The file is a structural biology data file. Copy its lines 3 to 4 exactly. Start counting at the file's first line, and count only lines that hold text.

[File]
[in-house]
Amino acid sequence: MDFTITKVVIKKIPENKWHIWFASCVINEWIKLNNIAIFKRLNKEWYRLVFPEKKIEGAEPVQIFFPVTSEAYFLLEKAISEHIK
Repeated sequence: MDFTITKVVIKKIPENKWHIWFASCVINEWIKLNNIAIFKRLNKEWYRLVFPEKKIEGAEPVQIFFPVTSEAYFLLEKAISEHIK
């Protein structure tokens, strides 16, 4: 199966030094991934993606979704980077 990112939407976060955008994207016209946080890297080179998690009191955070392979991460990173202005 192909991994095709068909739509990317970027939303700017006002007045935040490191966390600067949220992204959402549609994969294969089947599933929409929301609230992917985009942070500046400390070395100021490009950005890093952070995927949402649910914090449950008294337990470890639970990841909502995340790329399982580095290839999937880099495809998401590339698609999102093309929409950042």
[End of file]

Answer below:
Repeated sequence: MDFTITKVVIKKIPENKWHIWFASCVINEWIKLNNIAIFKRLNKEWYRLVFPEKKIEGAEPVQIFFPVTSEAYFLLEKAISEHIK
């Protein structure tokens, strides 16, 4: 199966030094991934993606979704980077 990112939407976060955008994207016209946080890297080179998690009191955070392979991460990173202005 192909991994095709068909739509990317970027939303700017006002007045935040490191966390600067949220992204959402549609994969294969089947599933929409929301609230992917985009942070500046400390070395100021490009950005890093952070995927949402649910914090449950008294337990470890639970990841909502995340790329399982580095290839999937880099495809998401590339698609999102093309929409950042």